Theodore Herzl, the founder of Zionism, had described the area of the promised Jewish state or land to be “from the brook (River Nile) of Egypt to the Euphrates” (Iraq).
Oded Yinon, reputedly a former senior official with the Israeli Foreign Ministry and journalist for the Jerusalem Post, wrote an article in 1982, “A Strategy for Israel in the 1980s”. The Association of Arab-American University Graduates found it to be a compelling article that gave out the Zionist strategy and vision for the ME.
What Oded Yinon set down in the 1980s appears to have been more than prophetic as the ME/GMER seems to be evolving quite as he had envisaged and strategised!
Oded Yinon premised his strategy on two essential fundamentals; one, Israel must become an imperial regional power and two, it must cause the division of the whole area into small states by the dissolution of all existing Arab states, (a balkanization of its neighborhood!). Consequently, he wrote, that the Zionist hope would be that the sectarian-based states become Israel’s satellites and ironically its source of moral legitimation. This implied that they were not planning for an Arab world but a world of Arab fragments; creating “a mosaic of ethnic and confessional groupings, that would readily succumb to Israeli hegemony”. Every kind of inter-Arab confrontation, he thought, would be to the advantage of Israel. He further stated that the policy’s immediate aim ought to be the dissolution of the military capabilities of the Arab states East of Israel while the primary long-term goal should work towards the formation of unique areas defined in terms of ethno-national and religious identities.
About North Africa he felt that Algeria and Morocco were quarrelling and too embroiled in domestic troubles. Militant Islam threatened Tunisia. An uncertain Muammar Qaddafi sought power in unification with Syria and Egypt. In later years, the US infamously “led from behind” as France and GB attacked Libya. Muammar Qaddafi was killed in the process. Sudan, a multiethnic country now stands divided into Northern and Southern Sudan.
He laid out a blueprint for the ME/GMER too. He thought that the 1978 Peace Treaty with Egypt was a mistake which needed to be rectified. Israel’s aims, he suggested, ought to be the dismemberment of Egypt, to regain Sinai Peninsula and its fossil fuel riches and create a Christian Coptic state on its northern border. Yinon suggested that Israeli policy should aim at the “liquidation of Jordan as ruled by the Hashemite Kingdom; and ensure Palestinian migration from the West Bank into eastern Jordan”. Ariel Sharon’s long-term strategy too aimed at the same objective. What he meant was that after the Hashemite Kingdom had been dissolved, the dense concentrations of Palestinians in the territories Israel had captured in the 1967 war would be pushed into the erstwhile Kingdom and space (Lebensraum?) would be created for the Israelis between the River Jordan and the Mediterranean. That would keep the Arabs on the East of the River Jordan and the Israelis to the West of it.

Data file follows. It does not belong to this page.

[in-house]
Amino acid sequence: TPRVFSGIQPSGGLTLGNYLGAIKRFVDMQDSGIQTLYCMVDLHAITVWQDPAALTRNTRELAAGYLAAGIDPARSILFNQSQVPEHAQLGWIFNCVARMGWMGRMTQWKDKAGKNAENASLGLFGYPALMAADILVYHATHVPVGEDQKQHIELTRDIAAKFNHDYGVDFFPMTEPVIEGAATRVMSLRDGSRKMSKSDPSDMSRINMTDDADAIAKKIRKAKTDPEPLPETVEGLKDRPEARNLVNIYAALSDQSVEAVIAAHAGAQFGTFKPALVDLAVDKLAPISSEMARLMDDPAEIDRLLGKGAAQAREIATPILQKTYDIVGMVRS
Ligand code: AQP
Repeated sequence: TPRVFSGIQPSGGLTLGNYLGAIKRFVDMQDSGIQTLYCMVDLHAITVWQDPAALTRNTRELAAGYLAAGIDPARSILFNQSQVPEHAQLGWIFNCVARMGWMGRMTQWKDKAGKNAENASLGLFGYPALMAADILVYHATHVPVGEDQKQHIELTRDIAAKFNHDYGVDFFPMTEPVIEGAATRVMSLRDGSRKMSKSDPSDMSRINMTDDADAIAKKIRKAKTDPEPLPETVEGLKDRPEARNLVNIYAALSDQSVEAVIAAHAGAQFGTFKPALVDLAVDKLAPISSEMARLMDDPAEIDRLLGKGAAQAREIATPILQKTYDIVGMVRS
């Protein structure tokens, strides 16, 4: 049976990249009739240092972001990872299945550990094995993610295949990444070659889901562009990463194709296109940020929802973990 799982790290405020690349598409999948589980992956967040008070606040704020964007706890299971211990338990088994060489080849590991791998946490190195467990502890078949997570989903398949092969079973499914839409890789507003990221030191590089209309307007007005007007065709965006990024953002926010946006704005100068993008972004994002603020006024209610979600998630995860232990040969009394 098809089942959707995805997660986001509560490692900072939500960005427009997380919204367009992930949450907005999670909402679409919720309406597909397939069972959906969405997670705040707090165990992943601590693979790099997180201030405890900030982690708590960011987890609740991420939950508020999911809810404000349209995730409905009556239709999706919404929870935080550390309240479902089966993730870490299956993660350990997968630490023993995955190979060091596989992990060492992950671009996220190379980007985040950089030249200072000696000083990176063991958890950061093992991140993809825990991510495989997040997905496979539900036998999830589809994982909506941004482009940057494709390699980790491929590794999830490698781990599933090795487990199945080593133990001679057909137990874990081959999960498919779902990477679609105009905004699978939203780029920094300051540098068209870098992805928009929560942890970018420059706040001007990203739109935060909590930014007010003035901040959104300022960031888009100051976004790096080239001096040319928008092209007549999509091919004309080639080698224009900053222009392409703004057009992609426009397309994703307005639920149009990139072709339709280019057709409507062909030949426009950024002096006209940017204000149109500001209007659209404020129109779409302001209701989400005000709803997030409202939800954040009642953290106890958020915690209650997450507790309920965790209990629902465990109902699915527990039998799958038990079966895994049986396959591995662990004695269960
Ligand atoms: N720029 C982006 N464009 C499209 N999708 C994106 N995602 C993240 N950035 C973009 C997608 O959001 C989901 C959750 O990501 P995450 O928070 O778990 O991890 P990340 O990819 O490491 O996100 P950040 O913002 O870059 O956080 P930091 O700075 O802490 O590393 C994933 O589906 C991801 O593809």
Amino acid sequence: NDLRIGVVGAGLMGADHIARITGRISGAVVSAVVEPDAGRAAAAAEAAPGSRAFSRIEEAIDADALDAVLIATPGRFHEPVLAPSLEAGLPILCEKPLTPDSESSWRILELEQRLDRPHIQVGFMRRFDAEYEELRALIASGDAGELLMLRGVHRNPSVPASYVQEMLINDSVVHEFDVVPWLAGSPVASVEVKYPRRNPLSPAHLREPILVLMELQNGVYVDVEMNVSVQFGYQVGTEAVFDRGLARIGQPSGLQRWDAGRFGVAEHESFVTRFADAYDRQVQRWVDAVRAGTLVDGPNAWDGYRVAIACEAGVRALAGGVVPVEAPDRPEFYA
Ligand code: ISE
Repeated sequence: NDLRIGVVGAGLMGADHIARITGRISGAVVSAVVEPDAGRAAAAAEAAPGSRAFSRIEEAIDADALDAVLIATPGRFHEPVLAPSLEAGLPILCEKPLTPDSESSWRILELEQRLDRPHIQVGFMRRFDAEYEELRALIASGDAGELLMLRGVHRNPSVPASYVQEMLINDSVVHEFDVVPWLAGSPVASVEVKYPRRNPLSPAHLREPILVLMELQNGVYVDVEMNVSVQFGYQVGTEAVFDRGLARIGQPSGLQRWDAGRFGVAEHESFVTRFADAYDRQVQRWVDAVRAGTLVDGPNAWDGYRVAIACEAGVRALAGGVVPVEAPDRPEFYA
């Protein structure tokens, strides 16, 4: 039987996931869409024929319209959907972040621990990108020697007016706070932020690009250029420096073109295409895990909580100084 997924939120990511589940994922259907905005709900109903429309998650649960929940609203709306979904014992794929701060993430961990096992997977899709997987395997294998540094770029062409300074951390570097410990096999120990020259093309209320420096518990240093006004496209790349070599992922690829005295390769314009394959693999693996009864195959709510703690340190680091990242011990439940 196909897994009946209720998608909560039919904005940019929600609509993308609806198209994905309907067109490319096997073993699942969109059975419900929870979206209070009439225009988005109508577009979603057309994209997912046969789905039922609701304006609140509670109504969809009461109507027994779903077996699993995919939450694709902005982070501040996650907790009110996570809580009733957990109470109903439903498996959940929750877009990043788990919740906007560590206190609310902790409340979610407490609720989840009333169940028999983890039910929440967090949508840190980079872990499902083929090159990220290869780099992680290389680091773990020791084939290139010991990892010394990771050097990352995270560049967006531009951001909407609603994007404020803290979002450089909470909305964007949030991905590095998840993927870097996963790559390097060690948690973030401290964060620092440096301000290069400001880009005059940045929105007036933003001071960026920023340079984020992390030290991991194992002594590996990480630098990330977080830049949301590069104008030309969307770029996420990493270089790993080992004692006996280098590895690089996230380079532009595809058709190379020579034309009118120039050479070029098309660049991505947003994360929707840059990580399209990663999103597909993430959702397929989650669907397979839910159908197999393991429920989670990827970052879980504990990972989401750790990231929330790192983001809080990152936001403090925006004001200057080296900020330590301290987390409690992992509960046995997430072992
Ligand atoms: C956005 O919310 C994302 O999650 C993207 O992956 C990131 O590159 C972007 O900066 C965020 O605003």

Iraq, with its enormous oil wealth, was considered as Israel’s primary threat. Here a Sunni minority was ruling over a Shiite majority. Yinon believed that the Iran-Iraq war (1980-88) would split up Iraq whose dissolution ought to be the strategic aim of Israel. The US and its international Coalitions thereafter attacked Iraq twice, in 1990-91 and 2003 and devastated it beyond recognition, eventually ensuring Saddam Hussain’s death. Yinon had envisaged the emergence of three ethnic centers in Iraq - Shiites governing from Basra, Sunnis from Baghdad and the Kurds from Mosul. Syria was expected to implode too where a Shiite Alawi minority (12%) was ruling the Sunni majority. He expected a Shiite Alawi state along its coast, a Sunni state in the Aleppo area, another mutually hostile Sunni state in Damascus and a Druze state in the Golan, Hauran and northern Jordan. Kuwait’s indigenous population, he said, was only 25 % of its total strength. Bahrain had a Sunni minority ruling over a Shiite majority. UAE, Oman and Yemen had large Sunni majorities. He noted that a sizeable part of the Saudi population comprised of Egyptians and Yemenites while the Saudis were in power although a minority.
These were, amongst others, the fault lines in the Muslim-Arab world that he highlighted could be exploited by Israel. A look at today’s ME reveals that Yonin’s plan seems to have been materialised to a very large extent. It appears to be a strategy still in progress. Today, Egypt and Jordan stand neutralised through peace deals and treaties, Syria, Iraq, Libya, Lebanon are largely destroyed through remorseless military offensives and stand generally divided and split up as envisaged. Palestinians are now reduced to the Gaza strip and some parts of the West Bank. Abraham Accords have got the UAE, Bahrain, Sudan and a couple of other Muslim countries to recognise Israel. They stand neutralised.
Once the Gulf Arab states have been duly neutralised then perhaps the Armageddon will creep towards Iran and ominously further East of it too!
(To be continued)